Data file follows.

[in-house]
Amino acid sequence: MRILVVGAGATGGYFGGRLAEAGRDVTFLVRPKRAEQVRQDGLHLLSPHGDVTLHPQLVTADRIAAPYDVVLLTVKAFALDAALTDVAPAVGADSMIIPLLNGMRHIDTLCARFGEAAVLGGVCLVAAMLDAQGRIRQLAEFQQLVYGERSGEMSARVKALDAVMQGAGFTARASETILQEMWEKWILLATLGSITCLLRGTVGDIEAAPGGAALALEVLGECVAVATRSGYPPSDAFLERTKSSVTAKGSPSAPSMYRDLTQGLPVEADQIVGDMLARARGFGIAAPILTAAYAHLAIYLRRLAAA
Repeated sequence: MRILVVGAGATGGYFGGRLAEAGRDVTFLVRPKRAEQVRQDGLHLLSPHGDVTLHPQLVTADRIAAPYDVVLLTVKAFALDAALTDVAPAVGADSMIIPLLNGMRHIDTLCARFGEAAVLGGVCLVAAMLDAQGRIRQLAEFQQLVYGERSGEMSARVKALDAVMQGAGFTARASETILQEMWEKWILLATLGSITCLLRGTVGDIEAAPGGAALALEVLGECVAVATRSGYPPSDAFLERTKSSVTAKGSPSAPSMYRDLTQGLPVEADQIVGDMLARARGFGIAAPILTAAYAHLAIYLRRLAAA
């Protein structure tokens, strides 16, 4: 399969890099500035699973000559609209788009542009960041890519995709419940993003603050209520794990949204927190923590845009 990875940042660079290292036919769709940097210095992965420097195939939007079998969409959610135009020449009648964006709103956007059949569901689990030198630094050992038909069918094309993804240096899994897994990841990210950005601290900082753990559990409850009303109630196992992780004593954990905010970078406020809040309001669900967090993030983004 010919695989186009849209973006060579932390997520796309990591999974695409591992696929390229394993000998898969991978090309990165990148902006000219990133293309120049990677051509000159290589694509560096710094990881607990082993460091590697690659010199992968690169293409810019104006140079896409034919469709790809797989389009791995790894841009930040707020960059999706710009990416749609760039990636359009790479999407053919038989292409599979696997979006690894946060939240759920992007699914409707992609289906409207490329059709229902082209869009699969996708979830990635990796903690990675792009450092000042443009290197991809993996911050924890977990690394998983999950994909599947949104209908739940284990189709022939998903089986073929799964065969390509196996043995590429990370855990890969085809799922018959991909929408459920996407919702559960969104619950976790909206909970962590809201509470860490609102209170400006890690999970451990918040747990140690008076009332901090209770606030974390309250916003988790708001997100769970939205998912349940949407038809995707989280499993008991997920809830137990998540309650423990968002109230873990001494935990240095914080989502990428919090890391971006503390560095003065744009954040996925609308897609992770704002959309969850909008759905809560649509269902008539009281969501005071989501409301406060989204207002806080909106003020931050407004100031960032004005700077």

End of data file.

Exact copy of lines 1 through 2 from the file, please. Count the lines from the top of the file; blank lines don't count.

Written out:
[in-house]
Amino acid sequence: MRILVVGAGATGGYFGGRLAEAGRDVTFLVRPKRAEQVRQDGLHLLSPHGDVTLHPQLVTADRIAAPYDVVLLTVKAFALDAALTDVAPAVGADSMIIPLLNGMRHIDTLCARFGEAAVLGGVCLVAAMLDAQGRIRQLAEFQQLVYGERSGEMSARVKALDAVMQGAGFTARASETILQEMWEKWILLATLGSITCLLRGTVGDIEAAPGGAALALEVLGECVAVATRSGYPPSDAFLERTKSSVTAKGSPSAPSMYRDLTQGLPVEADQIVGDMLARARGFGIAAPILTAAYAHLAIYLRRLAAA